The forest biomass debateEdit

Smokestack emissions from forest biomass compared to coalEdit

Smokestack emissions per produced energy unit depend on moisture content in the fuel, chemical differences between fuels and conversion efficiencies. Moisture content in wood pellets is usually below 10%, as defined in the ISO standard 17225-2:2014.[134] The coal type anthracite typically contains below 15% moisture, while bituminous contains 2–15%, sub-bituminous 10–45%, and lignite 30–60%.[135] The most common coal type in Europe is lignite.[136]

Coal port in Russia.

When combusted in combustion facilities with the same heat-to-electricity conversion efficiency, oven dry wood emits slightly less CO2 per unit of heat produced, compared to oven dry coal.[fn] However, many biomass-only combustion facilities are relatively small and inefficient, compared to the typically much larger coal plants. Further, raw biomass (for instance wood chips) can have higher moisture content than coal (especially if the coal has been dried). When this is the case, more of the wood's inherent energy must be spent solely on evaporating moisture, compared to the drier coal, which means that the amount of CO2 emitted per unit produced heat will be higher.

Some researchers (e.g. the research group Chatham House) therefore argue that "[...] the use of woody biomass for energy will release higher levels of emissions than coal [...]."[137] Likewise, the Manomet Center for Conservation Sciences argues that for smaller scale utilities, with 32% conversion efficiency for coal, and 20-25% for biomass, coal emissions are 31% less than emissions from wood chips. The assumed moisture content for wood chips is 45%. Assumed moisture content for coal is not provided.[138]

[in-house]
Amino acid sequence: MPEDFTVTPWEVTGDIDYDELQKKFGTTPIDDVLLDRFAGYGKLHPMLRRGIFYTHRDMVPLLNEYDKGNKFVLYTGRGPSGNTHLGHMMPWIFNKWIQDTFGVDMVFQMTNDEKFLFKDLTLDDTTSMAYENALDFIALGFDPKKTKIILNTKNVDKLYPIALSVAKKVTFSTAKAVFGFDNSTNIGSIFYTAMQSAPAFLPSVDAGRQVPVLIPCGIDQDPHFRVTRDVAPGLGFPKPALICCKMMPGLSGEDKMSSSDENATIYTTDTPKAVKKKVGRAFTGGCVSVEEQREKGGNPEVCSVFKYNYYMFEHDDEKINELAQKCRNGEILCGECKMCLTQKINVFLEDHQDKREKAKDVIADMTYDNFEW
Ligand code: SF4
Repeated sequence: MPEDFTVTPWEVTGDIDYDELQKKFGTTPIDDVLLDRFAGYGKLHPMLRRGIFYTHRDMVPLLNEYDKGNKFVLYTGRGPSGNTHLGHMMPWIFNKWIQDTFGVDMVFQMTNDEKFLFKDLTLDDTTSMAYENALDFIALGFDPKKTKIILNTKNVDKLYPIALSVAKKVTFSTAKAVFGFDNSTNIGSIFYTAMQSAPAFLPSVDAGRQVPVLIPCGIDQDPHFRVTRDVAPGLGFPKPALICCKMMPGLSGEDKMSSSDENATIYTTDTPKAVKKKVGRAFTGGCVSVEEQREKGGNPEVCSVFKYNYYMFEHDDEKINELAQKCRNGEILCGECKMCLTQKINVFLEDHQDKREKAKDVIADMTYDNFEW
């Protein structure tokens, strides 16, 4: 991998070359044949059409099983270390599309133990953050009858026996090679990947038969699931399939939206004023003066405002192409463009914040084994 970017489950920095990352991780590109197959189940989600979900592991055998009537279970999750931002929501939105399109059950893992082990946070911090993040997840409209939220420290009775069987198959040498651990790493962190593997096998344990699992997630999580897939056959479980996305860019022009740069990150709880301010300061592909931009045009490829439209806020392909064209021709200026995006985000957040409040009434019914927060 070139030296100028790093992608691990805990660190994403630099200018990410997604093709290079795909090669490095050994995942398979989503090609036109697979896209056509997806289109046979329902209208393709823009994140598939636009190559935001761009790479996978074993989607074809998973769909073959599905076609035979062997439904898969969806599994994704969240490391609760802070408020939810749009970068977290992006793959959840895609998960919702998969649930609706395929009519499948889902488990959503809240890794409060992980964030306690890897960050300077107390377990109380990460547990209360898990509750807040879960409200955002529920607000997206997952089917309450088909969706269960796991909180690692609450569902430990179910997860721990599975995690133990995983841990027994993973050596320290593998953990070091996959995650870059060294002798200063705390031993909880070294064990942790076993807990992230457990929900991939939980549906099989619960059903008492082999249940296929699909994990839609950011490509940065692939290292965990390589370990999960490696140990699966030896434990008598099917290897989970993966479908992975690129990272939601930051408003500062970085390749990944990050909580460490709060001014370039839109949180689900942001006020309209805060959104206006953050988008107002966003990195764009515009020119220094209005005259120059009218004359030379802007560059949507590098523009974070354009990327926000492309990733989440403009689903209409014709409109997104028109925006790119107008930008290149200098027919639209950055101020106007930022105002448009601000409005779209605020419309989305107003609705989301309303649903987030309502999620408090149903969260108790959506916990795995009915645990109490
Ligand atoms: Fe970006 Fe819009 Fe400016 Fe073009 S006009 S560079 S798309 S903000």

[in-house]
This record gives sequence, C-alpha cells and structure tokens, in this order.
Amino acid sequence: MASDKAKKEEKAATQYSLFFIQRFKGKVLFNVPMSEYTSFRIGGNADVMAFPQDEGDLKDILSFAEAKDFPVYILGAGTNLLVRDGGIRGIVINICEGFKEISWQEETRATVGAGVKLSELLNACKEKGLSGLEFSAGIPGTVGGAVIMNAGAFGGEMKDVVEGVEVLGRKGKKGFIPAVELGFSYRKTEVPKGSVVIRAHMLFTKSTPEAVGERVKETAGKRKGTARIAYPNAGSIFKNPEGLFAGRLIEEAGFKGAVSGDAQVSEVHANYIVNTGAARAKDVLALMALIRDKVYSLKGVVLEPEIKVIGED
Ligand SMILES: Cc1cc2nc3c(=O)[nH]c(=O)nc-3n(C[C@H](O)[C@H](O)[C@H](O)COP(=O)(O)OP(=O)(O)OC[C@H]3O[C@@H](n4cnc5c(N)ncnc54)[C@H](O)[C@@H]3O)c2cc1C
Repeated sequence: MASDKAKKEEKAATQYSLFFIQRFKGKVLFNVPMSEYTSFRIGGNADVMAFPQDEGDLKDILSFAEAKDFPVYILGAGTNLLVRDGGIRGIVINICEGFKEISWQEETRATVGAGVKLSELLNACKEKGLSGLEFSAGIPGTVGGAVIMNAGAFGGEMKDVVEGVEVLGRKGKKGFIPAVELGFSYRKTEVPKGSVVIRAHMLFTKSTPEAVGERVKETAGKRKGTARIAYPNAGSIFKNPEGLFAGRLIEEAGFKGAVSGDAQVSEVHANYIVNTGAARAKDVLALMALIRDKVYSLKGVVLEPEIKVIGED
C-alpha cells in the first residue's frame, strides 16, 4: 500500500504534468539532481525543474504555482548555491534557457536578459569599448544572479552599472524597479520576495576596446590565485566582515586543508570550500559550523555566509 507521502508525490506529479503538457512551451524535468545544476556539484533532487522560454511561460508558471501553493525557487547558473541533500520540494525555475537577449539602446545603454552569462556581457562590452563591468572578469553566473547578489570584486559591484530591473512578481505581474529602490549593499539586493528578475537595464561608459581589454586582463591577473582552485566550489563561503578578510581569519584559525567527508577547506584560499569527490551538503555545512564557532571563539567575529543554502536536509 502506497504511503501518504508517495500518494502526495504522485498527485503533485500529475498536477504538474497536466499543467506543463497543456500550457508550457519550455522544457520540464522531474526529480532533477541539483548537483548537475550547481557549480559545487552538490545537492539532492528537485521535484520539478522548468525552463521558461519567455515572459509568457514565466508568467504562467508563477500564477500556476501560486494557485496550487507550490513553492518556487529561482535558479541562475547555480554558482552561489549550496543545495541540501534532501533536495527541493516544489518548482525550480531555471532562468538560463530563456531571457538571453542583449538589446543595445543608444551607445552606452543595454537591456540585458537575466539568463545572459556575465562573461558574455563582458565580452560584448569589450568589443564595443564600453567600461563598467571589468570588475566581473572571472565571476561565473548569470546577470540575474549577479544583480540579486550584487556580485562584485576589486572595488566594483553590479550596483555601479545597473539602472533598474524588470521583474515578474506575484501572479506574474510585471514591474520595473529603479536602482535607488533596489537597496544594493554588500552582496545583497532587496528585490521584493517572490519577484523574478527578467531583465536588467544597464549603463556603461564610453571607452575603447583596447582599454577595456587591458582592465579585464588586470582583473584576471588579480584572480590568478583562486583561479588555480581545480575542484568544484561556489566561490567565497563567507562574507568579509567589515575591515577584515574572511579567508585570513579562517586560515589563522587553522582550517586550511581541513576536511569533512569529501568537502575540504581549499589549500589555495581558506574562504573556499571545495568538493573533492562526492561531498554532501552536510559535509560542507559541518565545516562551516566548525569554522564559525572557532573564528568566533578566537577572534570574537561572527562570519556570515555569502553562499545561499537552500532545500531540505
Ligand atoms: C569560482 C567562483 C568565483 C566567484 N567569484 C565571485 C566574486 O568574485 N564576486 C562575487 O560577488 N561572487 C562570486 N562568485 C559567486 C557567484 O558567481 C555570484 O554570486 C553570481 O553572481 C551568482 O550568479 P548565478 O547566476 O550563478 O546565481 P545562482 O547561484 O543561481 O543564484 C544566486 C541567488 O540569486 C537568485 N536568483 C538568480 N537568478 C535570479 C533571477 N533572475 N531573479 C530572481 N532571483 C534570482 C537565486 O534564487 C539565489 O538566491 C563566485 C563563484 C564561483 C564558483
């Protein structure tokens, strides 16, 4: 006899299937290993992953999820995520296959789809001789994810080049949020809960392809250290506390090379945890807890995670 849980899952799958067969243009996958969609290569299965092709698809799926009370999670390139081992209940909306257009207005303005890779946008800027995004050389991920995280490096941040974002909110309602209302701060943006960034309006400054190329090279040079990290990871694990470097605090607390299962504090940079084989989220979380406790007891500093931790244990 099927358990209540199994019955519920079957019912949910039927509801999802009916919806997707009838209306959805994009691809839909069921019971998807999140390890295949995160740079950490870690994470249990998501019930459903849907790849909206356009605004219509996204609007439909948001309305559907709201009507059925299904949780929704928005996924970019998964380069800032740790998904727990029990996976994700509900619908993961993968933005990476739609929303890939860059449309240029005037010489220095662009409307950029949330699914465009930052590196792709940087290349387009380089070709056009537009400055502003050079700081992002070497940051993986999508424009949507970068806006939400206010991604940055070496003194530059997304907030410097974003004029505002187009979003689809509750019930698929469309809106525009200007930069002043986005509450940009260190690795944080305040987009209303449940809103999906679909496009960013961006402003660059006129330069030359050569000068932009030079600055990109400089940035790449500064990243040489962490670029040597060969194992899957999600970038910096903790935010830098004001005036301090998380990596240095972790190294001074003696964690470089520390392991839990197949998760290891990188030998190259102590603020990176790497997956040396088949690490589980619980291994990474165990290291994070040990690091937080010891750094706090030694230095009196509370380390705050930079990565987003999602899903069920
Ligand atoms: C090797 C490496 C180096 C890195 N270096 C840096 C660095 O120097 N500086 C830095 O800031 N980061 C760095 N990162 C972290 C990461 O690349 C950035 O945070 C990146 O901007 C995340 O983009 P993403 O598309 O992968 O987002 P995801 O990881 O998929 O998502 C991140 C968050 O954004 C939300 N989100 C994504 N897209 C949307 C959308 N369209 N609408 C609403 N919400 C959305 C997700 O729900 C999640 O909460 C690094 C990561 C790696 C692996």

Hektor et al. argue that the moisture problem is efficiently mitigated by modern combustion facilities.[eu] Cowie et al. argue that stack emissions for biomass and coal is the same when biomass is co-fired with coal in large power plants, and that torrefied biomass has a higher conversion efficiency than low-rank coals.[fo] Wood pellets combusted at Drax in the UK (the world's largest biomass power plant) have 7% moisture, and when combusted the plant has a higher conversion efficiency than what is average for coal plants in the UK (38.6 vs. 35.9%). Stack emissions were 2% higher than the UK average for coal in 2015.[fp] When emissions from the wood pellet supply chain is included (the pellets are shipped to the UK from the USA), Drax claims that emissions are reduced by over 80%, compared to coal.[fq]

Wood pellet mill in Germany.

The bioenergy consultant group FutureMetrics argue that wood pellets with 6% moisture content emits 22% less CO2 for the same amount of produced heat, compared to sub-bituminous coal with 15% moisture, when both fuels are combusted in facilities with the same conversion efficiency (here 37%).[fr] Likewise, they state that "[...] dried wood at MC's [moisture content] below 20% have the same or less CO2 emission per MMBTU [million British thermal units] as most coal. Wood pellets at under 10% MC result in less CO2 emission than any coal under otherwise equal circumstances."[139] However, when raw wood chips are used instead (45% moisture content), this wood biomass emits 9% more CO2 than coal in general, for the same amount of produced heat.[139]

Taking into account the existing, small-scale biomass combustion facilities, IEA Bioenergy estimate that forest biomass on average produce 10% more CO2 than coal,[140] and the IPCC estimates 16%.[fs] Both research groups argue however that focusing on gross emissions misses the point, what counts is the net climate effect from emissions and absorption, taken together.[ft][fu] IEA Bioenergy concludes that the additional CO2 from biomass "[...] is irrelevant if the biomass is derived from sustainably managed forests."[140]

Sustainable forestry and forest protectionEdit